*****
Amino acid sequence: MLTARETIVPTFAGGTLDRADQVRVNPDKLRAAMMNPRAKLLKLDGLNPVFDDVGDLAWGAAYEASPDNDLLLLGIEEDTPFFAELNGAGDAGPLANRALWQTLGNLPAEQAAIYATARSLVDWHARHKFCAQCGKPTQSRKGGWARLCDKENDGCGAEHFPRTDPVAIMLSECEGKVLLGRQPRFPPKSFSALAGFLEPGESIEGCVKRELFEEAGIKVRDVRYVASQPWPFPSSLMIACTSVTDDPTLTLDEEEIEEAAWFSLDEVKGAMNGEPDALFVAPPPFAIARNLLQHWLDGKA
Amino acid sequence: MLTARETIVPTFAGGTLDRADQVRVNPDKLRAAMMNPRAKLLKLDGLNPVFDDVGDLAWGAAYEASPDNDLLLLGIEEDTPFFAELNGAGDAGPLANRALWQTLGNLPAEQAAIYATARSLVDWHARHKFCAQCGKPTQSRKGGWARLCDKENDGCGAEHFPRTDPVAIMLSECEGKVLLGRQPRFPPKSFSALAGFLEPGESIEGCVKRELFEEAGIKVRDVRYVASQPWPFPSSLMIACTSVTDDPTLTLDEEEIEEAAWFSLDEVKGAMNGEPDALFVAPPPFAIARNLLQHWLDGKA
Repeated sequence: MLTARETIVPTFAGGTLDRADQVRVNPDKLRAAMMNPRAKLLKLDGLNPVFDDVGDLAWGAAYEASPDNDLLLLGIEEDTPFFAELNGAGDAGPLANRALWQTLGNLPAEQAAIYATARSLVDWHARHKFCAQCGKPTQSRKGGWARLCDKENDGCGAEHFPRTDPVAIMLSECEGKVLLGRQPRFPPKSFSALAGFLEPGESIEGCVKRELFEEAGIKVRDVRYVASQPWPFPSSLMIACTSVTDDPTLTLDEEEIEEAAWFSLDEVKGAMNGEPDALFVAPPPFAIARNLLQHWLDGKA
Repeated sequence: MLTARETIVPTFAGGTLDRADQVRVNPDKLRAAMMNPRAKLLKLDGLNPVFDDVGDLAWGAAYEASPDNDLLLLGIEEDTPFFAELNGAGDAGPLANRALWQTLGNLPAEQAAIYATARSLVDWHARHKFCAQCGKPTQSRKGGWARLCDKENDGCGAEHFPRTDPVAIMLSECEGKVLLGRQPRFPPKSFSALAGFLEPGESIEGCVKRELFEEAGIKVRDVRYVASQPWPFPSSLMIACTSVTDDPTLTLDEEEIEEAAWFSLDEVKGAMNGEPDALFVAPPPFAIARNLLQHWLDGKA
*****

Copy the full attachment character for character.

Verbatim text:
Amino acid sequence: MLTARETIVPTFAGGTLDRADQVRVNPDKLRAAMMNPRAKLLKLDGLNPVFDDVGDLAWGAAYEASPDNDLLLLGIEEDTPFFAELNGAGDAGPLANRALWQTLGNLPAEQAAIYATARSLVDWHARHKFCAQCGKPTQSRKGGWARLCDKENDGCGAEHFPRTDPVAIMLSECEGKVLLGRQPRFPPKSFSALAGFLEPGESIEGCVKRELFEEAGIKVRDVRYVASQPWPFPSSLMIACTSVTDDPTLTLDEEEIEEAAWFSLDEVKGAMNGEPDALFVAPPPFAIARNLLQHWLDGKA
Amino acid sequence: MLTARETIVPTFAGGTLDRADQVRVNPDKLRAAMMNPRAKLLKLDGLNPVFDDVGDLAWGAAYEASPDNDLLLLGIEEDTPFFAELNGAGDAGPLANRALWQTLGNLPAEQAAIYATARSLVDWHARHKFCAQCGKPTQSRKGGWARLCDKENDGCGAEHFPRTDPVAIMLSECEGKVLLGRQPRFPPKSFSALAGFLEPGESIEGCVKRELFEEAGIKVRDVRYVASQPWPFPSSLMIACTSVTDDPTLTLDEEEIEEAAWFSLDEVKGAMNGEPDALFVAPPPFAIARNLLQHWLDGKA
Repeated sequence: MLTARETIVPTFAGGTLDRADQVRVNPDKLRAAMMNPRAKLLKLDGLNPVFDDVGDLAWGAAYEASPDNDLLLLGIEEDTPFFAELNGAGDAGPLANRALWQTLGNLPAEQAAIYATARSLVDWHARHKFCAQCGKPTQSRKGGWARLCDKENDGCGAEHFPRTDPVAIMLSECEGKVLLGRQPRFPPKSFSALAGFLEPGESIEGCVKRELFEEAGIKVRDVRYVASQPWPFPSSLMIACTSVTDDPTLTLDEEEIEEAAWFSLDEVKGAMNGEPDALFVAPPPFAIARNLLQHWLDGKA
Repeated sequence: MLTARETIVPTFAGGTLDRADQVRVNPDKLRAAMMNPRAKLLKLDGLNPVFDDVGDLAWGAAYEASPDNDLLLLGIEEDTPFFAELNGAGDAGPLANRALWQTLGNLPAEQAAIYATARSLVDWHARHKFCAQCGKPTQSRKGGWARLCDKENDGCGAEHFPRTDPVAIMLSECEGKVLLGRQPRFPPKSFSALAGFLEPGESIEGCVKRELFEEAGIKVRDVRYVASQPWPFPSSLMIACTSVTDDPTLTLDEEEIEEAAWFSLDEVKGAMNGEPDALFVAPPPFAIARNLLQHWLDGKA